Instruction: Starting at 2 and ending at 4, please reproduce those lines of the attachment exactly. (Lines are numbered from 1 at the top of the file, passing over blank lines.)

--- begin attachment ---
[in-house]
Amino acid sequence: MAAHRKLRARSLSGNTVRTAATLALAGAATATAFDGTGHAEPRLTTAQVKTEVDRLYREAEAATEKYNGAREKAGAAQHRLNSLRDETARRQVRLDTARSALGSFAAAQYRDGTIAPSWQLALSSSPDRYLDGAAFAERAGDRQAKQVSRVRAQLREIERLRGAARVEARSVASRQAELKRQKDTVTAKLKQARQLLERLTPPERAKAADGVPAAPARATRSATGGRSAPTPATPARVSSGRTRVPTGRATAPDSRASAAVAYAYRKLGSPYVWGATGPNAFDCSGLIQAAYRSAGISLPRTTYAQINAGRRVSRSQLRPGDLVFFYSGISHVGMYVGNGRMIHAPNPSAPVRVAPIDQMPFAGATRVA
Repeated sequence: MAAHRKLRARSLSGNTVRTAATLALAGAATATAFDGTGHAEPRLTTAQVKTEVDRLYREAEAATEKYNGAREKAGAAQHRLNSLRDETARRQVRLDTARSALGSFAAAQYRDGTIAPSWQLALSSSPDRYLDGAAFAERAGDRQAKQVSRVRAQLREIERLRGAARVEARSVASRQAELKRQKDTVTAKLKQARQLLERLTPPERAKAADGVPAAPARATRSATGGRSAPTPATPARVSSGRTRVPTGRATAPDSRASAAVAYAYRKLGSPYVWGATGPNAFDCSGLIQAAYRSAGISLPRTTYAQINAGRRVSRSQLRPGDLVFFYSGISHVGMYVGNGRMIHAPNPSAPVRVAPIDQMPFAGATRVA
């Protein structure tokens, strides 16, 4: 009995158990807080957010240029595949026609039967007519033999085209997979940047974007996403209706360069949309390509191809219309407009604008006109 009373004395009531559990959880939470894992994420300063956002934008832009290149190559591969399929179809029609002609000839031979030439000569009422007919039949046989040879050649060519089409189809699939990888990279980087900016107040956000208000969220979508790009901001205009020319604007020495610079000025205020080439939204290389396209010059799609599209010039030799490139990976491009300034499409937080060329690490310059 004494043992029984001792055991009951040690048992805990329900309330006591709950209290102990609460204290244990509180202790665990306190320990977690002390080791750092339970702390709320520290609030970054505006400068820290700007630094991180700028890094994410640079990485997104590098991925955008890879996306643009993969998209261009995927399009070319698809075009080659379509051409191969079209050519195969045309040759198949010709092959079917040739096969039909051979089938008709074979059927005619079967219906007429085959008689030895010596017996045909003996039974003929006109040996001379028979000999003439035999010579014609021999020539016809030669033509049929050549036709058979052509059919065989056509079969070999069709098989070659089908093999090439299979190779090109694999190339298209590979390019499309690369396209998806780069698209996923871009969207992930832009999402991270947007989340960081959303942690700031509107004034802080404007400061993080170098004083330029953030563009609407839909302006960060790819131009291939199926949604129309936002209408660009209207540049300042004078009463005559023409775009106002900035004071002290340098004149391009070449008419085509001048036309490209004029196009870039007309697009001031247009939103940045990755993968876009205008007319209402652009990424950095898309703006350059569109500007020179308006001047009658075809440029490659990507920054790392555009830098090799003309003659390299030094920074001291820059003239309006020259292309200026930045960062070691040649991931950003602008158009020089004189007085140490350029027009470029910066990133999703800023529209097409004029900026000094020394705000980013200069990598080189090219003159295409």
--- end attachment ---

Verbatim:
Amino acid sequence: MAAHRKLRARSLSGNTVRTAATLALAGAATATAFDGTGHAEPRLTTAQVKTEVDRLYREAEAATEKYNGAREKAGAAQHRLNSLRDETARRQVRLDTARSALGSFAAAQYRDGTIAPSWQLALSSSPDRYLDGAAFAERAGDRQAKQVSRVRAQLREIERLRGAARVEARSVASRQAELKRQKDTVTAKLKQARQLLERLTPPERAKAADGVPAAPARATRSATGGRSAPTPATPARVSSGRTRVPTGRATAPDSRASAAVAYAYRKLGSPYVWGATGPNAFDCSGLIQAAYRSAGISLPRTTYAQINAGRRVSRSQLRPGDLVFFYSGISHVGMYVGNGRMIHAPNPSAPVRVAPIDQMPFAGATRVA
Repeated sequence: MAAHRKLRARSLSGNTVRTAATLALAGAATATAFDGTGHAEPRLTTAQVKTEVDRLYREAEAATEKYNGAREKAGAAQHRLNSLRDETARRQVRLDTARSALGSFAAAQYRDGTIAPSWQLALSSSPDRYLDGAAFAERAGDRQAKQVSRVRAQLREIERLRGAARVEARSVASRQAELKRQKDTVTAKLKQARQLLERLTPPERAKAADGVPAAPARATRSATGGRSAPTPATPARVSSGRTRVPTGRATAPDSRASAAVAYAYRKLGSPYVWGATGPNAFDCSGLIQAAYRSAGISLPRTTYAQINAGRRVSRSQLRPGDLVFFYSGISHVGMYVGNGRMIHAPNPSAPVRVAPIDQMPFAGATRVA
């Protein structure tokens, strides 16, 4: 009995158990807080957010240029595949026609039967007519033999085209997979940047974007996403209706360069949309390509191809219309407009604008006109 009373004395009531559990959880939470894992994420300063956002934008832009290149190559591969399929179809029609002609000839031979030439000569009422007919039949046989040879050649060519089409189809699939990888990279980087900016107040956000208000969220979508790009901001205009020319604007020495610079000025205020080439939204290389396209010059799609599209010039030799490139990976491009300034499409937080060329690490310059 004494043992029984001792055991009951040690048992805990329900309330006591709950209290102990609460204290244990509180202790665990306190320990977690002390080791750092339970702390709320520290609030970054505006400068820290700007630094991180700028890094994410640079990485997104590098991925955008890879996306643009993969998209261009995927399009070319698809075009080659379509051409191969079209050519195969045309040759198949010709092959079917040739096969039909051979089938008709074979059927005619079967219906007429085959008689030895010596017996045909003996039974003929006109040996001379028979000999003439035999010579014609021999020539016809030669033509049929050549036709058979052509059919065989056509079969070999069709098989070659089908093999090439299979190779090109694999190339298209590979390019499309690369396209998806780069698209996923871009969207992930832009999402991270947007989340960081959303942690700031509107004034802080404007400061993080170098004083330029953030563009609407839909302006960060790819131009291939199926949604129309936002209408660009209207540049300042004078009463005559023409775009106002900035004071002290340098004149391009070449008419085509001048036309490209004029196009870039007309697009001031247009939103940045990755993968876009205008007319209402652009990424950095898309703006350059569109500007020179308006001047009658075809440029490659990507920054790392555009830098090799003309003659390299030094920074001291820059003239309006020259292309200026930045960062070691040649991931950003602008158009020089004189007085140490350029027009470029910066990133999703800023529209097409004029900026000094020394705000980013200069990598080189090219003159295409």